That doesn’t mean bias is as outmoded as the chokehold. When a white cop hears one day that his partner’s son is entering a karate tournament in mostly black Lake View Terrace, he makes a joke that evokes the most vicious passages of the Christopher Commission report on LAPD racism.

“He’s going to be fighting a lot of hoo-hoo-hoos ,” the man says, scratching under his arms like an ape, recalling the infamous “gorillas in the mist” radio transmission that became a worldwide example of LAPD intolerance.

And while hiring goals for minorities are within reach, the target of making the department 43% female will not be achieved, at the present rate of growth, until 2022. Activists are angry.

“It’s bunk that there aren’t women clamoring for these jobs,” said Katherine Spillar, national coordinator of the Feminist Majority Foundation and a former co-chairwoman of the Police Commission’s Women’s Advisory Council. “The department is deliberately not recruiting them. We had to force them to stop looking at Marine bases and go to child-care centers.”

In Los Angeles, where officers proportionately kill or wound more civilians than any of the nation’s other five largest cities, according to a 1991 study, the failure to bolster the ranks of female officers is costing taxpayers millions, says Spillar. “Women de-escalate situations,” she said. “When you look at the payouts on excessive use of force, there are no payouts on women.”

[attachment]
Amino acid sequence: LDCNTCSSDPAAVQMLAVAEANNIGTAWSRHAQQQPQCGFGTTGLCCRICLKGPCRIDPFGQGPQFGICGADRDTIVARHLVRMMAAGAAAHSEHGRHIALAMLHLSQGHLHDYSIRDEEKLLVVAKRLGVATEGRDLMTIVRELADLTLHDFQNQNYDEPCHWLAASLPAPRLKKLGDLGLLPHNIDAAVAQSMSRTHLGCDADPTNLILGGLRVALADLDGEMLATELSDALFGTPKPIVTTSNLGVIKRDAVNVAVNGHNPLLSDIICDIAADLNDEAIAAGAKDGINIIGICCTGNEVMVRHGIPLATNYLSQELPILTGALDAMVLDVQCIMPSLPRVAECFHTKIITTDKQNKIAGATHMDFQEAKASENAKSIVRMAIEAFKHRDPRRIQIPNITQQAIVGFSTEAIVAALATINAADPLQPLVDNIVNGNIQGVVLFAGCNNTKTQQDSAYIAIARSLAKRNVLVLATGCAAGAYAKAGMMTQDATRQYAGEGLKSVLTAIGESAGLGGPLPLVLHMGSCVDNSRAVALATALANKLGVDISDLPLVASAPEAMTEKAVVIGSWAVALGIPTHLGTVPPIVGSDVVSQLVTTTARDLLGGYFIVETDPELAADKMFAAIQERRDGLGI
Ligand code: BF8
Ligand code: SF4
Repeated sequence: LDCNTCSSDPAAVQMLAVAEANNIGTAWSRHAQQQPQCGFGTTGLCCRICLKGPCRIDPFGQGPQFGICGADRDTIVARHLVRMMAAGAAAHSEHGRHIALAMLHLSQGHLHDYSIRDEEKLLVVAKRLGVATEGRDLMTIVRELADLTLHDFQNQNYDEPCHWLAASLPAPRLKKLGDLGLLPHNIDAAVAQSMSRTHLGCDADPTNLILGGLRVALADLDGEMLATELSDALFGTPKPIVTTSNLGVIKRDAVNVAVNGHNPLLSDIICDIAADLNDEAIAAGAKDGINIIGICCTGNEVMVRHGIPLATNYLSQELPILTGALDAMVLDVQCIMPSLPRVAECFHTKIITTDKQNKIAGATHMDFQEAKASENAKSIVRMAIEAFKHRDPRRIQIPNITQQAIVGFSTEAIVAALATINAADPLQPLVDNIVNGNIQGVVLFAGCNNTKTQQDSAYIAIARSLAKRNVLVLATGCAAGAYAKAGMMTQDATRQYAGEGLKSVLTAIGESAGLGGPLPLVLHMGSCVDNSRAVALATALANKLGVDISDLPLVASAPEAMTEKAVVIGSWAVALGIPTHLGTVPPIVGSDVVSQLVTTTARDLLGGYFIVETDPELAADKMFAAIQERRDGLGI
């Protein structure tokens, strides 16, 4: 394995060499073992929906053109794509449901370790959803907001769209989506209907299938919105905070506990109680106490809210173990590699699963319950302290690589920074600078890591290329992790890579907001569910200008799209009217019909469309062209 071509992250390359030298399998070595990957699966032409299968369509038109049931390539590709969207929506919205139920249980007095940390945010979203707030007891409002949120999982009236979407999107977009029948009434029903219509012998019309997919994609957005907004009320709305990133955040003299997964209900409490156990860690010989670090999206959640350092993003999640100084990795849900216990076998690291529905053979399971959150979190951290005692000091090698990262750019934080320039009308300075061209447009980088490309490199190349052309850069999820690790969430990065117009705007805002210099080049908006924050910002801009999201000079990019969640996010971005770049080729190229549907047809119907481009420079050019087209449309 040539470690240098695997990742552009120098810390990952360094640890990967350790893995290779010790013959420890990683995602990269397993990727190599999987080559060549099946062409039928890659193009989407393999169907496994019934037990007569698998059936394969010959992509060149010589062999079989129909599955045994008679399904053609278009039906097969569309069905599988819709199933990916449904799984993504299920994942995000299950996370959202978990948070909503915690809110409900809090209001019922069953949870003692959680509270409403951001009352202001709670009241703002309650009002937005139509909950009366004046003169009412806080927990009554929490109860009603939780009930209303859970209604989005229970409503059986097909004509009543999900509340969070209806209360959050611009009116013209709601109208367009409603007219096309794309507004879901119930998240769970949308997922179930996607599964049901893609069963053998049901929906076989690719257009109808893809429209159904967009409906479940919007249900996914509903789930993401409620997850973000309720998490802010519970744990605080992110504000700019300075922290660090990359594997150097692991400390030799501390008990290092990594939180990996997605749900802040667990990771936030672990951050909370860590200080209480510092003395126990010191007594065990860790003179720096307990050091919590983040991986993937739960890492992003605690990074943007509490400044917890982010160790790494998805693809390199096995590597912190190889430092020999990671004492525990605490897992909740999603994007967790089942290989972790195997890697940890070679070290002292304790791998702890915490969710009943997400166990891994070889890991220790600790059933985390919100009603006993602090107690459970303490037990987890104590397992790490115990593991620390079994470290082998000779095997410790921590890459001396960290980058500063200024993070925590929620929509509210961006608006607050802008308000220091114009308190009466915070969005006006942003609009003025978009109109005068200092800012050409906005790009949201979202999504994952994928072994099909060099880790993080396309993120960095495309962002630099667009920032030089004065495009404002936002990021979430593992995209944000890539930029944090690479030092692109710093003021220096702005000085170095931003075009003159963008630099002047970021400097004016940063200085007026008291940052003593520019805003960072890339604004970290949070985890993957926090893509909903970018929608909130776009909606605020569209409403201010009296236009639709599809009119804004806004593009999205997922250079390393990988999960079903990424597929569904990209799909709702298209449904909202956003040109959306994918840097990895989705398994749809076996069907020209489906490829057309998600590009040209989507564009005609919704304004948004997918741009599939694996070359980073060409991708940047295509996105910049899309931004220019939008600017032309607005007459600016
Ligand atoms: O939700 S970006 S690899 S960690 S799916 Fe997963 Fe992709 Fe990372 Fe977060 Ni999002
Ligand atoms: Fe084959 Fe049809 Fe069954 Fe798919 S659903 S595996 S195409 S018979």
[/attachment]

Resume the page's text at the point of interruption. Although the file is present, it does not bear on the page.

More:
Further, though the lower ranks have become more diverse, the command structure remains mostly male and white. Of the 94 officers at the rank of captain and above in 1994, 73 were white, which is actually an improvement over the situation five years ago, when 81 of 93 were white.

Statistically speaking, the LAPD is about halfway through its metamorphosis. That doesn’t mean the pressure on the department has eased. In some ways, it has increased. Now, it is being tugged in opposite directions by those who feel the department is still resisting change, and those who think it has sacrificed public safety for political correctness.

“As a white male, I am worthless,” says Dan Drulias, 28, a patrol cop who won a coveted Medal of Valor several years ago for crawling into a burning building to rescue people trapped inside.

Resentments of white males are not paranoid fantasies. To pass the oral exam, the first crucial step toward becoming a Los Angeles police officer, a white male must score nearly a perfect 100, while Latinos need only an 85 and women a score in the 70s.

Now, in order to further bolster the ranks of female officers from the current level of 16%, there has been serious discussion about removing a requirement that recruits climb a six-foot wall as part of the test for physical agility.

The issue became a rallying point for officers defending the old standards.